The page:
It’s fine with the Election Commission that Shah’s comment ‘taught them a lesson’

Home Minister Amit Shah’s “taught a lesson in 2002” remark during the recent Gujarat Assembly elections didn’t violate the model code of conduct (MCC), election commission sources said.

Shah said the BJP taught a lesson to rioters in 2002 during a rally on November 25. The EC was contacted by retired bureaucrat E A S Sarma, who accused Shah of breaking the model code of conduct.

There was an investigation and a report requested from the Gujarat Chief Electoral Officer. Home Minister was talking about teaching “miscreants” a lesson, not any particular community, EC found.

He said he hadn’t received a response to his complaint or two subsequent letters to the EC on Friday. As a public authority under the Right to Information Act, the EC should make its decision public through its website.

Another EC source says the Gujarat and Himachal Pradesh Assembly elections, which ended on Thursday, saw over 6,000 and 1,000 cases of MCC violations reported through the CVigil app. In Himachal, 800 cases were found to be correct, and in Gujarat, 5,100. Around 3,600 cases were related to displaying posters and banners without permission in Gujarat, while 580 were related to Himachal. There were also 185 cases of money distribution reported through the app in hill state.

Authorities in the two states increased the seizure of freebies that were meant to get people to vote. Cash, liquor, drugs, precious metals and other freebies were seized in Gujarat worth Rs 801.85 crore, up from Rs 27.21 crore in the 2017 elections.

In 2017, Himachal Pradesh seized Rs 9.03 crore, but this year there was 57.24 crore.

In November and December, 59,723 polling stations held elections in Gujarat, Himachal, and five by-elections. According to the source, there was no demand for re-polling.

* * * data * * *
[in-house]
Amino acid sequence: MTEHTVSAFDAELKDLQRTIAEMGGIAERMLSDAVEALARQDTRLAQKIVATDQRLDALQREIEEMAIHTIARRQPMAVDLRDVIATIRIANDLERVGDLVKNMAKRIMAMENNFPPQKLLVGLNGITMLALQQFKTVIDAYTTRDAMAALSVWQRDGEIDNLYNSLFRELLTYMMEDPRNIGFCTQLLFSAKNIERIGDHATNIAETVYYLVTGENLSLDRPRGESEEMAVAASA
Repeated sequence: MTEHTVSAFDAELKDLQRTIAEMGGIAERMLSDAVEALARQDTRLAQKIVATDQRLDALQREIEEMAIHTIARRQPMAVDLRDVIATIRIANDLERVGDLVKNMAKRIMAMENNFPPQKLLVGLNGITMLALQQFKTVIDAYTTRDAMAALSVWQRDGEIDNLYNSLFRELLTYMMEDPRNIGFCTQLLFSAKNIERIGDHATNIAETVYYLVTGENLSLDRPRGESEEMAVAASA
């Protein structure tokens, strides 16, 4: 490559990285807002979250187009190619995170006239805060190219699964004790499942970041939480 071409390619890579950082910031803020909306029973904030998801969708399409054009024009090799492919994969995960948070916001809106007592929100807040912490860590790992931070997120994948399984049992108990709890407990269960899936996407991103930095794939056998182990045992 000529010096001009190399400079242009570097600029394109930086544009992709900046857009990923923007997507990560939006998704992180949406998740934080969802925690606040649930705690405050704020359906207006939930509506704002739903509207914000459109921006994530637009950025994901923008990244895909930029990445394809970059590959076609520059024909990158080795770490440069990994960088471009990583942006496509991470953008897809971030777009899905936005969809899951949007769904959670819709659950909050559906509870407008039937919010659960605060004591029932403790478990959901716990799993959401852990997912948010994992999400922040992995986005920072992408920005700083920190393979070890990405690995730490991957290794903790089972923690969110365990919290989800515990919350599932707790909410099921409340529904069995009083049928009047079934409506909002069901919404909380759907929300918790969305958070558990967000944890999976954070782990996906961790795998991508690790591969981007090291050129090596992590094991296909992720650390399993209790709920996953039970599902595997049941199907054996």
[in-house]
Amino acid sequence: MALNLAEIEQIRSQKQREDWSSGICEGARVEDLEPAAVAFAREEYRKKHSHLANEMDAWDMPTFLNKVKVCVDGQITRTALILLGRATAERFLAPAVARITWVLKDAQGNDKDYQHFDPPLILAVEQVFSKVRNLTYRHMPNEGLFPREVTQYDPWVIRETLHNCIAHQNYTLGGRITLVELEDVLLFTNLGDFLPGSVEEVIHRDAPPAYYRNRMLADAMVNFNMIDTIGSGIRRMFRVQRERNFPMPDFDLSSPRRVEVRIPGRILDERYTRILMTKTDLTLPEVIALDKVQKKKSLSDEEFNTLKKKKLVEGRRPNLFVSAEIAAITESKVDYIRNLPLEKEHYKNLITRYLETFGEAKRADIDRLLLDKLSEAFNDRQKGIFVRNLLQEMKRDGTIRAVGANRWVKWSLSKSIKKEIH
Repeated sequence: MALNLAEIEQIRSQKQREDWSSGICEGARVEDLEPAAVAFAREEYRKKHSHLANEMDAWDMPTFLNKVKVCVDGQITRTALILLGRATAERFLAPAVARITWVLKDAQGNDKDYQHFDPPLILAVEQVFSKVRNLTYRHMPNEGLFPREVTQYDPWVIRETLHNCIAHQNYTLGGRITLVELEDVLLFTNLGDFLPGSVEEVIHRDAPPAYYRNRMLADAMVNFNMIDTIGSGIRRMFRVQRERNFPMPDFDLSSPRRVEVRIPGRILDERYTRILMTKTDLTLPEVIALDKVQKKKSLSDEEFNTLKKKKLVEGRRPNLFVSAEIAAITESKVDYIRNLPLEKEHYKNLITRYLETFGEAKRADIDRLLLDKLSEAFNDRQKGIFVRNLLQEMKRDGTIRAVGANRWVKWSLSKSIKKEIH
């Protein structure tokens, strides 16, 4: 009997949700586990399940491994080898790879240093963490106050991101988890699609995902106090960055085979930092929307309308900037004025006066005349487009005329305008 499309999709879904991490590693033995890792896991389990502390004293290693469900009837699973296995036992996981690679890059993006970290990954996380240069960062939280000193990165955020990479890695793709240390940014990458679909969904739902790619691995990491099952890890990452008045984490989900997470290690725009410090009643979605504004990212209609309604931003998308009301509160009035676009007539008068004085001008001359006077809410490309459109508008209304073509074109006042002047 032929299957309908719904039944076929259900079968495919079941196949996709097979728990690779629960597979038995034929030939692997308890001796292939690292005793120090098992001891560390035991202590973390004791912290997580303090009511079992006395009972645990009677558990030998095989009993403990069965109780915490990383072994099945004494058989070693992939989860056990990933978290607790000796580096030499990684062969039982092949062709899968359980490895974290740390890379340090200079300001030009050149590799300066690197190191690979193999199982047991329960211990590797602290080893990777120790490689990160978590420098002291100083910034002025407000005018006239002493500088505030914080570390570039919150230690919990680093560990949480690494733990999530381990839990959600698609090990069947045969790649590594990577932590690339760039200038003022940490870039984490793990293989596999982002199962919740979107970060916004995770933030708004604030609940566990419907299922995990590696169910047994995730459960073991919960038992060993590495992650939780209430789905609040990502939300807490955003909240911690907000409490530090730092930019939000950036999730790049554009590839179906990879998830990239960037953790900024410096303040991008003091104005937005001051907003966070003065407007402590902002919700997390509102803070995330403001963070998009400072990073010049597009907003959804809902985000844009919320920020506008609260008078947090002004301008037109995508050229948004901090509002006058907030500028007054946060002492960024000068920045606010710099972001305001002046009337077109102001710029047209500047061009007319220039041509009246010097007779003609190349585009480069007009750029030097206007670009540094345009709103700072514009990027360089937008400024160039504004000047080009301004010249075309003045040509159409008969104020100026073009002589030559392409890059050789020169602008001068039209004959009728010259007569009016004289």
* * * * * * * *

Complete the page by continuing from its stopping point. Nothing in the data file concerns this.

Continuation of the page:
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Hi, my name is Nisha and I'm an educational journalist based in India. I've always been passionate about the power of education to transform lives, and that's what led me to pursue a career in journalism focused on this area. I completed my Bachelor's degree in English from Hindu College in Delhi in 2013 and then went on to earn my Master's in Journalism and Mass Communication from the Indian Institute of Mass Communication in 2017. During my studies, I also completed several short-term courses on Education in India, Sociology, and other related subjects to deepen my knowledge in this field. I'm particularly interested in improving access to quality education in rural areas, where students often face significant challenges. I've worked on a number of initiatives to address this issue, including advocating for better policies, resources, and practices that can make a difference. As an educational journalist, I'm passionate about using my platform to highlight important issues in the education space. I've covered a wide range of topics, including the impact of technology in the classroom, innovative approaches to teaching and learning, and the challenges facing students from marginalized communities. One of the things I love most about my work is the opportunity to constantly learn and grow. I'm an avid reader and believe that reading is key to expanding one's knowledge and perspective. I'm always seeking out new ideas and insights to help me better understand the world around me. In summary, as an educational journalist, I'm dedicated to using my skills and expertise to make a positive impact in the field of education. I'm committed to improving access to quality education for all students and to using my platform to raise awareness about important issues in this area.

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